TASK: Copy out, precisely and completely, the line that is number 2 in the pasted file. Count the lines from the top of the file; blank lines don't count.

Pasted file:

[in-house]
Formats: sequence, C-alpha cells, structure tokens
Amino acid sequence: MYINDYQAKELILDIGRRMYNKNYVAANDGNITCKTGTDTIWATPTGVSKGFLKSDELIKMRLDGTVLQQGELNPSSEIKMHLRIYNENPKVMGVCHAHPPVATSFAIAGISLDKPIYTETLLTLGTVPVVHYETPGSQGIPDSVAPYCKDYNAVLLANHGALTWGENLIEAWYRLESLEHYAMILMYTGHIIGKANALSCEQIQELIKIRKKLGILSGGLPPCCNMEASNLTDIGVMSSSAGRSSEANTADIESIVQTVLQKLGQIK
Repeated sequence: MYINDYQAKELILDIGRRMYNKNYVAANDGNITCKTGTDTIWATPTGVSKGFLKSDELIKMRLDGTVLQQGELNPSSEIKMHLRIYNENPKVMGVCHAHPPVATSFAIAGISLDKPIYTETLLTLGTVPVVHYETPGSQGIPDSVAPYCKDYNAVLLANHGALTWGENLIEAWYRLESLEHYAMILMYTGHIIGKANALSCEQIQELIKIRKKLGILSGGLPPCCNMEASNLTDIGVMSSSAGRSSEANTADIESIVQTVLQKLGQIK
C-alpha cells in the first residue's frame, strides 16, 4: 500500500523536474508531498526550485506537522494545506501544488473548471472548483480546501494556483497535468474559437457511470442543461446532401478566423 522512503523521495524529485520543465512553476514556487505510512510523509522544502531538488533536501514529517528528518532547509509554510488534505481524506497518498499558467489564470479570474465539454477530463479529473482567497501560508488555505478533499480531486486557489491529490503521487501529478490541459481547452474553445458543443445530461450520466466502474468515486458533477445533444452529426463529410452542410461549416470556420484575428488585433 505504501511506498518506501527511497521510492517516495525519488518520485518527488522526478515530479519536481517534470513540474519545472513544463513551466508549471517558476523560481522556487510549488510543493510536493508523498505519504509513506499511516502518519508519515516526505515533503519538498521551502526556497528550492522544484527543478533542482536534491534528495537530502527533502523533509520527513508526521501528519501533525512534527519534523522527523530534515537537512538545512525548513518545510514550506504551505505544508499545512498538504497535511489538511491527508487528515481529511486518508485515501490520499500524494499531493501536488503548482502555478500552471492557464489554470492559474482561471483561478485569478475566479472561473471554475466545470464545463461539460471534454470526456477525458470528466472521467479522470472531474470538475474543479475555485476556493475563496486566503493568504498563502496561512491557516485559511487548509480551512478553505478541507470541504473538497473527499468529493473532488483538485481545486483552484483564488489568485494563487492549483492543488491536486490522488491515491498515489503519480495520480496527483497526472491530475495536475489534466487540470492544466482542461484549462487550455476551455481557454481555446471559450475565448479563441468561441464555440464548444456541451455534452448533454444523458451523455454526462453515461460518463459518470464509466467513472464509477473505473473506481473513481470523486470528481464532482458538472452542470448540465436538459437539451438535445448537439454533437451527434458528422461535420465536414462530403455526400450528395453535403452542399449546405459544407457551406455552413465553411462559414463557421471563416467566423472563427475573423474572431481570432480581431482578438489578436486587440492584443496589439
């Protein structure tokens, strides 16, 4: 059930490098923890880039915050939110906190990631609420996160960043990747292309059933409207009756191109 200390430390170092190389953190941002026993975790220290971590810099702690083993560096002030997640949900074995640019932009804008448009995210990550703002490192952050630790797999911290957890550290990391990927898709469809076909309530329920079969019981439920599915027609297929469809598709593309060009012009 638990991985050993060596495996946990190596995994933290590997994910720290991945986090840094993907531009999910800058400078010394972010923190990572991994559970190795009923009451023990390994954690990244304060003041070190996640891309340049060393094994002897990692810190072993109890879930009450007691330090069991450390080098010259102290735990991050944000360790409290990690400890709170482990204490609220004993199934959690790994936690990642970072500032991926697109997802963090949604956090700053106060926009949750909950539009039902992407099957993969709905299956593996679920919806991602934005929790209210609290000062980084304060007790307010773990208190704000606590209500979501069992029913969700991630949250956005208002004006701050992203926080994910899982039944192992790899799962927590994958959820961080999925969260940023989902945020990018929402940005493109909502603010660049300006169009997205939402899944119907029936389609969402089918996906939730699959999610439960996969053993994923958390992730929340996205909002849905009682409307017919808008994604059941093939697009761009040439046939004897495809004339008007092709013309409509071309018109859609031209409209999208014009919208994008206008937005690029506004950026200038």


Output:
Formats: sequence, C-alpha cells, structure tokens